There’s the gentle and hopeful Arwen in whose presence everything becomes peaceful. There’s the tumultuous, restless Eowyn, whose free spirit leads her to triumph over her greatest foe. We have the regal matriarch Galadriel whose strength of mind has created a timeless haven for her people. Finally, there’s Belladonna Baggins, a hobbit who is mentioned in just four lines out of thousands of pages. Yet, it is from her bloodline that Bilbo Baggins inherits his atypical adventurous streak. This whisper of her presence ignites what has become a legend.

Tolkien’s most popular female character is Arwen, the elven princess in love with the warrior Aragorn. In Tolkien’s writings, the immortal character of Arwen presents the softer virtues of femininity: she’s beautiful, gentle, and longsuffering. Everything about her is pure. Waiting for her beloved to return from his quest, she demonstrates faith and devotion, believing beyond all doubt that they will be reunited. In Arwen we see a tragic, romantic heroine, for Aragorn’s return means she must leave her people and face the knowledge that her mortal lover will someday die. Through her character, Tolkien shows us the challenge and the value of virtue and sacrifice.

I cannot understand why film critics praise Peter Jackson for his more masculine, modern adaptation of the elven Lady. Recall, if you will, the scene in Fellowship of the Ring in which a Ringwraith stabs Frodo. In the book, as Frodo escapes to Rivendell, the elven lord Glorfindal sends Frodo alone riding Asfaloth, Glorfindal’s white horse. The horse races across the ford with Frodo on his back just in time for a flood to engulf his pursuers. Later we learn that Elrond, the Elven King and Arwen’s father, summoned the flood.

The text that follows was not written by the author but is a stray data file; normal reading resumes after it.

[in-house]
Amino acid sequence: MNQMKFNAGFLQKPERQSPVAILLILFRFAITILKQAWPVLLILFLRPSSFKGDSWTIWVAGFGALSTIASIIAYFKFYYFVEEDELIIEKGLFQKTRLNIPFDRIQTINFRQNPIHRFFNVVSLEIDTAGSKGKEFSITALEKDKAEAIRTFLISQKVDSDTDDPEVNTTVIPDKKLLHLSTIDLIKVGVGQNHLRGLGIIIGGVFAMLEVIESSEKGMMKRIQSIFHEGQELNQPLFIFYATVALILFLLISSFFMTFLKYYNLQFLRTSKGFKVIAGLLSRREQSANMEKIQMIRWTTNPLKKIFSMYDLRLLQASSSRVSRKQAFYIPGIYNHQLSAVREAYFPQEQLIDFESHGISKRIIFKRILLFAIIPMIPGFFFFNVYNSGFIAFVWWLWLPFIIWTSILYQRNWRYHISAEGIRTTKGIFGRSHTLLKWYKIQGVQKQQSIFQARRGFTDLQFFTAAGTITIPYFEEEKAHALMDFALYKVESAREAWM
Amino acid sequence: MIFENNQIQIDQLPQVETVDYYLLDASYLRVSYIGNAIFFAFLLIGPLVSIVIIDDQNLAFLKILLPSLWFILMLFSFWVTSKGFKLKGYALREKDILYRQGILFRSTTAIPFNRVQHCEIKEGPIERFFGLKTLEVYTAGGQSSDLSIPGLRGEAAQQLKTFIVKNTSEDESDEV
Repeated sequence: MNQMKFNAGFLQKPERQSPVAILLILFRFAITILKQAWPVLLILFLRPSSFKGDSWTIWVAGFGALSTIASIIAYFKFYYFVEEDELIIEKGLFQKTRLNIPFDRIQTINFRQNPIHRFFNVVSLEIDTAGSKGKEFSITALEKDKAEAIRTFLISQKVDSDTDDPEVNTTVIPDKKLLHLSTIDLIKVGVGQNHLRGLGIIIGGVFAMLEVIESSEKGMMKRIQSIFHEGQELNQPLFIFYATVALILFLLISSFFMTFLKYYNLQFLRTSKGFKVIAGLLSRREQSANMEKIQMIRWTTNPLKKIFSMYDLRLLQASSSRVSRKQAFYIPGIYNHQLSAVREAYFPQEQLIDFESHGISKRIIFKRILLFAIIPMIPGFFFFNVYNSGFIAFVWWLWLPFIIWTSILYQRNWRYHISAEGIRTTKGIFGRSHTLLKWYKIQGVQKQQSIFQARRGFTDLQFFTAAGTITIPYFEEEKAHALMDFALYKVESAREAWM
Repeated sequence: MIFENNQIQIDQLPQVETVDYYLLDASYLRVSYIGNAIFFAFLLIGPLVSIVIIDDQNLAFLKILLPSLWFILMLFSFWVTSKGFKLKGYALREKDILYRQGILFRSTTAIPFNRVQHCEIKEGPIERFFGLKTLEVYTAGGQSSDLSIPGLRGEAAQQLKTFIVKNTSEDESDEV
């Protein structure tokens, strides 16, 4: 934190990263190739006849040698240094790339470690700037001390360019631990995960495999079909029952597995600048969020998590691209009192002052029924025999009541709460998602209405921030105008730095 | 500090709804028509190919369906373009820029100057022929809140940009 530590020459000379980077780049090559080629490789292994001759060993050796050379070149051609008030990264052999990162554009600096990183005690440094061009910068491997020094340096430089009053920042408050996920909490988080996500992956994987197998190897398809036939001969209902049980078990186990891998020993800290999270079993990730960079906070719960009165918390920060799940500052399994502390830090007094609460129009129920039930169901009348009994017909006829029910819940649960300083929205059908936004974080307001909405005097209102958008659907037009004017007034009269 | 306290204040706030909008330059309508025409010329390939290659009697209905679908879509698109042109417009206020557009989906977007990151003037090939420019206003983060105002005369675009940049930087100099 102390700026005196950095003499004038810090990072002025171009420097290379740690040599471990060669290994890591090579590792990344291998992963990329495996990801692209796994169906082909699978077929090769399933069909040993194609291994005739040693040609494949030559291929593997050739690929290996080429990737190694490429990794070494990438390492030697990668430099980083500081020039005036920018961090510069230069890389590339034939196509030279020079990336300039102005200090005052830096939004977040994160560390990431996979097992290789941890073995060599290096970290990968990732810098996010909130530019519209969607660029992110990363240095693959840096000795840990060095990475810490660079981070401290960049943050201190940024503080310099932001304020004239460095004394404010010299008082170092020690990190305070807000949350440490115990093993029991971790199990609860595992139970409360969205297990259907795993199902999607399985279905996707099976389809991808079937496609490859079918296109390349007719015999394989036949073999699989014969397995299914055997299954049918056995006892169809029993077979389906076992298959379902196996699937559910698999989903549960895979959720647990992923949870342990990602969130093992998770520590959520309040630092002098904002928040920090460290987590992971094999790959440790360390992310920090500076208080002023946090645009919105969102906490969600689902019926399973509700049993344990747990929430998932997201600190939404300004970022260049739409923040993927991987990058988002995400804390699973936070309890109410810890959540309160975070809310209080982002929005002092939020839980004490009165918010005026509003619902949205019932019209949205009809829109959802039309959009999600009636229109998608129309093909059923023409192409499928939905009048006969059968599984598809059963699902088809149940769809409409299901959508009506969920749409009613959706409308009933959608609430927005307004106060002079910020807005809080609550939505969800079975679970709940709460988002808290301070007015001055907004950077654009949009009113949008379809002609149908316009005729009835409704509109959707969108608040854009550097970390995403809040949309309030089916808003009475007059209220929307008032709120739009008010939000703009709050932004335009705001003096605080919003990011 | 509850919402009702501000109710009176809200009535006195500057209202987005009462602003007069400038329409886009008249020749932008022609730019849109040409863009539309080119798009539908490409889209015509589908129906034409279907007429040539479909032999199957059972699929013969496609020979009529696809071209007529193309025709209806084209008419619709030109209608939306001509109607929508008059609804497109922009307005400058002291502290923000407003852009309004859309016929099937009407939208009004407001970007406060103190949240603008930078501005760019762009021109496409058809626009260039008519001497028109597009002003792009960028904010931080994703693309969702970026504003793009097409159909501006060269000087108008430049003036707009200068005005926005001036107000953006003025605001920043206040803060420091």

Yet, in the film, Peter Jackson causes Arwen to perform the heroic tasks of Elrond and Glorfindal, making her appear more a stereotypical warrior princess like those popular with today’s audience. It is as though he is introducing her character as a warrior so viewers won’t notice that she becomes a passive heroine later in the story. It’s as if Jackson is justifying her later passive portrayal that is true to Tolkien’s Arwen.

Some critics claim that Tolkien’s serene version of femininity is offensive to the modern female viewer. As a modern female viewer, I find the assumption itself offensive. Just because women can be warriors doesn’t mean they have to be. Everything about Tolkien’s Arwen is tranquil, serene, calming. These qualities are part of the charm of the womanhood she expresses. There are many types of women in the world. Arwen represents one of them. She represents a pillar of calm that is a source of strength for her man. Her great contribution to the war is the strength she provides to the future King.

Yes. So there is that point of view.

I’m not a woman, so my point of view on this is perhaps off-centre, and some would say irrelevant. Still, it’s the discussion I saw sitting there, waiting for us in the family tree and its charts.

So, if it’s a discussion, let’s have it. I’m sure you can do better than me.

Thanks to Geekologie for the link.